Getting Your Dog ‘Fixed’ Could Add Years To Its Life
Lee Rannals for redOrbit.com – Your Universe Online
It turns out, Bob Barker’s advice to “have your pet spayed or neutered” wasn’t just a tip for controlling the stray animal population. New research from the University of Georgia suggests that spaying or neutering your dog adds extra time to their life and reduces the risk of several specific causes of death.
For the study, the team examined 40,139 death records from the Veterinary Medical Database spanning a 10-year period. The researchers found that the average age at death for dogs that have not been neutered or spayed was 7.9 years compared to 9.4 years for sterilized dogs.
“There is a long tradition of research into the cost of reproduction, and what has been shown across species is if you reproduce, you don’t live as long,” said Dr. Kate Creevy, an assistant professor of internal medicine at the UG College of Veterinary Medicine.
“The question that raises is why would you die younger if you have offspring?”
The team measured the costs of reproduction in terms of the actual causes of death, and found that the causes of death differed between sterilized and intact dogs. Dogs that underwent a spay or neuter surgery were more likely to die from cancer or autoimmune disease while non-sterilized canines were more likely to die from infectious disease or trauma.
“Intact dogs are still dying from cancer; it is just a more common cause of death for those that are sterilized,” said Jessica Hoffman, a UGA doctoral candidate in the Franklin College of Arts of Sciences who co-authored the study.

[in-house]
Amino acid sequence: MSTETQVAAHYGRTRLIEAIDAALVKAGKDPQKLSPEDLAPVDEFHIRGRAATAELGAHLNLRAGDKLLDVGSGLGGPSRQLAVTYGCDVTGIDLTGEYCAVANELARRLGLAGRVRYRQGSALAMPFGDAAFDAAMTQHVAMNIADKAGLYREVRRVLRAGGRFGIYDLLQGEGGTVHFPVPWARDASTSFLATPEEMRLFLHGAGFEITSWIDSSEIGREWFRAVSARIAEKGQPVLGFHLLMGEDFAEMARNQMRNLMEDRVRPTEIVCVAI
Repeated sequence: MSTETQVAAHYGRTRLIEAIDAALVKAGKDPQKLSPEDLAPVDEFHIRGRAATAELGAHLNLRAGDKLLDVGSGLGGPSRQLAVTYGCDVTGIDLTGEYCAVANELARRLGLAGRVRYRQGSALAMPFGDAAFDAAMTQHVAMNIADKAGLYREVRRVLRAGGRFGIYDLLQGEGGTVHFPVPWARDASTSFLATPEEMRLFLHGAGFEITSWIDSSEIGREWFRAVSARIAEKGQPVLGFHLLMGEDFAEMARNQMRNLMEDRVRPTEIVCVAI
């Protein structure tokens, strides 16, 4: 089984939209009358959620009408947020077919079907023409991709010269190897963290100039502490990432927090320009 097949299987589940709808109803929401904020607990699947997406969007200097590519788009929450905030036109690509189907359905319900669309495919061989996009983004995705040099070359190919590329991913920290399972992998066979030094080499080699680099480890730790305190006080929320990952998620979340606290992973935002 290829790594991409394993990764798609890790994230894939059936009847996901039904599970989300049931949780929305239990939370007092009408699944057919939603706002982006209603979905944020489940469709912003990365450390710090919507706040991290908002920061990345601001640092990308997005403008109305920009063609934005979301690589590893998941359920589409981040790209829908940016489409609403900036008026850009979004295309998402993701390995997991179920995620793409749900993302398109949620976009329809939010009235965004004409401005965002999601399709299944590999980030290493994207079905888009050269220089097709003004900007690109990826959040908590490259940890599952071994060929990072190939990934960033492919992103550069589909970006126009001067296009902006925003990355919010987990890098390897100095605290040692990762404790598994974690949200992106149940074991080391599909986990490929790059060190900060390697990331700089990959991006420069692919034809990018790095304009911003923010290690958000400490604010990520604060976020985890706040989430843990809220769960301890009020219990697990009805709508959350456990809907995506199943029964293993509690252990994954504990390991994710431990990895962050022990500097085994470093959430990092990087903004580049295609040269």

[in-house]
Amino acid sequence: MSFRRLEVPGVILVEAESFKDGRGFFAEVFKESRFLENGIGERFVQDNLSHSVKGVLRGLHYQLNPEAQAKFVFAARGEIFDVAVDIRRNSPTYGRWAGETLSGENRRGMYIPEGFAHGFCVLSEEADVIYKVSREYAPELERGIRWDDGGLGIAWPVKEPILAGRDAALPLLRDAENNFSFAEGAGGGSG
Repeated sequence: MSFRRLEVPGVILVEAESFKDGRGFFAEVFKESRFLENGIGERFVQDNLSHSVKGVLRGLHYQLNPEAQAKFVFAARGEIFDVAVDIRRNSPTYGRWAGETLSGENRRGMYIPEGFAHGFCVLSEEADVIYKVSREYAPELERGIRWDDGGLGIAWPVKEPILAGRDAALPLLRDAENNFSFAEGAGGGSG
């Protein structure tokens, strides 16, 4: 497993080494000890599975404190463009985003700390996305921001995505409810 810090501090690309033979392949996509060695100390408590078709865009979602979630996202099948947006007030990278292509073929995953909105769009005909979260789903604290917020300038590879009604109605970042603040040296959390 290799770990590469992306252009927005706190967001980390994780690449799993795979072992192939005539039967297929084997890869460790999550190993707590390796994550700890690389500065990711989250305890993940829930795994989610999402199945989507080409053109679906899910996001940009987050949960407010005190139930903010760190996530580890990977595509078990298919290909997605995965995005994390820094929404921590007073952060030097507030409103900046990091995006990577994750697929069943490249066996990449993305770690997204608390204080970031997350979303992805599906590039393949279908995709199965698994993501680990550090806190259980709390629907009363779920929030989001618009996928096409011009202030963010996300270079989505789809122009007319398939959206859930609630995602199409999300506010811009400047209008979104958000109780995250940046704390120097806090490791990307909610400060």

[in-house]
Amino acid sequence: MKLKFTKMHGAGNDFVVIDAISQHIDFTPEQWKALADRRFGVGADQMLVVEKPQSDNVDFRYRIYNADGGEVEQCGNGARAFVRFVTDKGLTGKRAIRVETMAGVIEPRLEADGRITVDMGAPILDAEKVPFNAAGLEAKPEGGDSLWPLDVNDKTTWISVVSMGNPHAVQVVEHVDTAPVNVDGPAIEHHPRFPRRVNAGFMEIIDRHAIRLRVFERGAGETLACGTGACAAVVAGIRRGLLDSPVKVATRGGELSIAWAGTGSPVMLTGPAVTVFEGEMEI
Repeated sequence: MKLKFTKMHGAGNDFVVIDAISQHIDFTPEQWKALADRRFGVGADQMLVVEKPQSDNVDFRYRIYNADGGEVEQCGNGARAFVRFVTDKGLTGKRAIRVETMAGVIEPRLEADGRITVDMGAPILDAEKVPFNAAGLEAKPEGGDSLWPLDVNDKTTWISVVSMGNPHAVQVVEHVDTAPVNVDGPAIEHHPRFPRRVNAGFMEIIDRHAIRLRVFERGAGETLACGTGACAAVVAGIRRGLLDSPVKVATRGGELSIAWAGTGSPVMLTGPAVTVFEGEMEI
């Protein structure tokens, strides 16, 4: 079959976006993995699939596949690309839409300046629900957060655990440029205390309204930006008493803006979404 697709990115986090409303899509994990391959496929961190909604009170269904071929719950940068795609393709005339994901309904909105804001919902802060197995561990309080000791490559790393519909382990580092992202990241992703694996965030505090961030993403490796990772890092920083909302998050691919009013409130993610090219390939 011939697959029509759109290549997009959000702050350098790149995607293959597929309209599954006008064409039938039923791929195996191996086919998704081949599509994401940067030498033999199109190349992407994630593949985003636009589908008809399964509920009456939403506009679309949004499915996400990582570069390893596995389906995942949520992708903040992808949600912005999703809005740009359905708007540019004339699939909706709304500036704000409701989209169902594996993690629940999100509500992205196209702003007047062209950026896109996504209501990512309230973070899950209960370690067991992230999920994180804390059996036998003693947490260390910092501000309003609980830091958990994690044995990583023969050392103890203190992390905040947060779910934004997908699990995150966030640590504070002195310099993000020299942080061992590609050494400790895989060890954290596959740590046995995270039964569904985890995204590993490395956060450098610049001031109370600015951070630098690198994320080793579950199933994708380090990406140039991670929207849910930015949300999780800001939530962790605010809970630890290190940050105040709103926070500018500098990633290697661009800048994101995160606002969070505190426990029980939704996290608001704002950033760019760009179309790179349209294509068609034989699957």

Creevy says that if you plan on sterilizing your dog, you should be aware of possible risks of immune-related diseases and cancer. She said the findings are valuable not only for learning about dogs but also for studying reproductive effects in humans as well.
“There is no other species where we can even begin to study cause of death as closely as we do with dogs,” Creevy said. “They model our own disease risk because they live in our homes, sleep in our beds and eat our food. All of the things that impact us and our health impact them.”
She suggests that some of the reproductive hormones could suppress the immune system, which would explain why there is an increased risk of infection among dogs that have been sterilized.
“There are a few studies of people who are sterilized, specifically among men who are castrated for cultural or medical reasons,” Creevy said. “Interestingly, there was a difference in their life spans too, and the castrated men tended to live longer. The men in that study who were not sterilized also got more infections, supporting the idea that there is a physiological reason for this.”
Daniel Promislow, a genetics professor in the Franklin College and co-author of the paper published in the online journal PLOS ONE said the past study results varied from one study to the next.
“Our findings suggest that we might get a clearer sense of potential costs of reproduction if we focus on how reproduction affects actual causes of mortality rather than its effect on life span,” Promislow said.
The team said the average life span in the study is likely lower than what it would be observed in the population of dogs at large because the canines in the study represented a population of sick animals.
“The overall average life span is likely shorter than what we would observe in private practice, because these were dogs seen at teaching hospitals, but the difference in life span between sterilized and intact is real,” Creevy said. “The proportionate effects on causes of death are translatable to the global dog population, and it will be interesting to see if explanations for these effects can be found in future studies.”